As shown and described, servo information is encoded in the phase of several constant frequency fields within the servo pattern. A linear phase change would be optimum, but practical limitations often require that a pattern be used that closely simulates a linear change relationship. As shown in a magnetic disk recording environment, the phase of each field changes by a fixed amount N times per track so as so approximate a linear change in phase with transducer radial position using a pattern which can be written with a conventional magnetic recording head. All of the variable phase servo fields are written with the same frequency so that the frequency response of the read/write head and the data channel will not effect the position error signals. The number of cycles within each field is arbitrary except that with more cycles it is possible to average the phase measurement over more transitions and reduce the influence of noise signals.
Phase is measured modulo 360 through 360 different values of M to obtain coarse, medium and fine position resolution with the same servo pattern and demodulation scheme.
This servo pattern is less susceptible to track-type dependent squeeze than previous servo patterns. Different frequency and phase contents of the signals written on odd or even tracks in the tribit servo pattern cause unpredictable amounts of squeeze between adjacent tracks. The pentabit servo pattern has four track types, each having different frequency and phase content.
Head to head variations in frequency response and off-track pickup make the squeeze difficult to control with these patterns. With the phase modulation servo pattern, the servo information is encoded at a single frequency so that frequency response of the head cannot affect the position error signal to first order. Also, the context for every field in the servo pattern is the same at every track position so that the off-track pickup from the sides of the read/write gap cannot cause squeeze between adjacent tracks. Since the amplitude of the off-track pickup is reduced rapidly as the frequency is raised, it is clearly advantageous to use many cycles at a fairly high frequency to minimize squeeze effects due to off-track pickup.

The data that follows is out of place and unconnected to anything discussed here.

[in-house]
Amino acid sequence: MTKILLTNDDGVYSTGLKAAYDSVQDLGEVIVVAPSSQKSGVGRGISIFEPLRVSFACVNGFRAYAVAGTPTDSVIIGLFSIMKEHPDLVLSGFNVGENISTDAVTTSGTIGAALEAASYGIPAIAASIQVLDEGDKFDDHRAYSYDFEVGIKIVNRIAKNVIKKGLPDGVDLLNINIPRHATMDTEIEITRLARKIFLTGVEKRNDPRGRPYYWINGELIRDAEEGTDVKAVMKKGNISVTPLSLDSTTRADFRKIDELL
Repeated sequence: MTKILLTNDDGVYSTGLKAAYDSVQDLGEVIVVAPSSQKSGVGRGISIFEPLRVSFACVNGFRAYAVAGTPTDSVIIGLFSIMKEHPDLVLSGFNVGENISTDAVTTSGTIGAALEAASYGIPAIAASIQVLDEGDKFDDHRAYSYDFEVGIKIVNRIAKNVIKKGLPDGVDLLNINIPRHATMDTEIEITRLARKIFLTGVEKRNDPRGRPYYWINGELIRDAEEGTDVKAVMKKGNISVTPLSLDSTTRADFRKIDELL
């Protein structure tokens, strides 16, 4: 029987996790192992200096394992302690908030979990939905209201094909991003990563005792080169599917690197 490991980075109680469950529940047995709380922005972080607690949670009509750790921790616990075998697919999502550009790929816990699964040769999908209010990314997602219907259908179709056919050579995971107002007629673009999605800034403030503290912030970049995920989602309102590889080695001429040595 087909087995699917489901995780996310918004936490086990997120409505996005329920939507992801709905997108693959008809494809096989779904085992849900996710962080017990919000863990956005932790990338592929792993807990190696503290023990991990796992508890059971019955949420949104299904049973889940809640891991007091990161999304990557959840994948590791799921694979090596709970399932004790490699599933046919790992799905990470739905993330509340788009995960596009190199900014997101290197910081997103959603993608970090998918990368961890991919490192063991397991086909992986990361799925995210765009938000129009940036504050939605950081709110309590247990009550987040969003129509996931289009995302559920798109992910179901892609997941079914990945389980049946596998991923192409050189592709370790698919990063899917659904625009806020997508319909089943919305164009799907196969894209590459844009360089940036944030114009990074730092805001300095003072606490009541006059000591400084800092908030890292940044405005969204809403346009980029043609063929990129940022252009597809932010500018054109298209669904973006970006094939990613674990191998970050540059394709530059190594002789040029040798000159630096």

Because some types of read/write recording heads can pick up low frequency signals written on the disk over a much wider region than 1 track, it is important that no systematic coherent low frequency patterns be written into the servo patterns. If this is not done, then the analog servo signals end up riding on a base line which is not flat. With the phase modulation servo pattern, it is possible to write the servo pattern so that the magnetization of every magnet in the pattern is balanced by an equal length magnet immediately adjacent to it along the circumferential direction. Thus, the base line arising from the pickup at low frequency spanning many tracks will be flat and will not degrade the position measurement.
FIG. 1 is a schematic showing of an optimum form of a phase shift servo pattern.
FIG. 2 is a schematic illustration to illustrate the repeat distance of 360
FIG. 3 is an illustration similar to FIG. 2 showing three scales of phase shift resolution.
FIG. 4 illustrates a two field phase shift magnetic transition pattern.
FIG. 5 is similar to FIG. 4, but modified to show a split field phase shift magnetic transition pattern used to eliminate speed variation errors.
FIG. 6 shows a phase shift transition servo pattern over eight tracks using a clock field and three fields with varying phase shift patterns to obtain varying phase shift difference resolutions.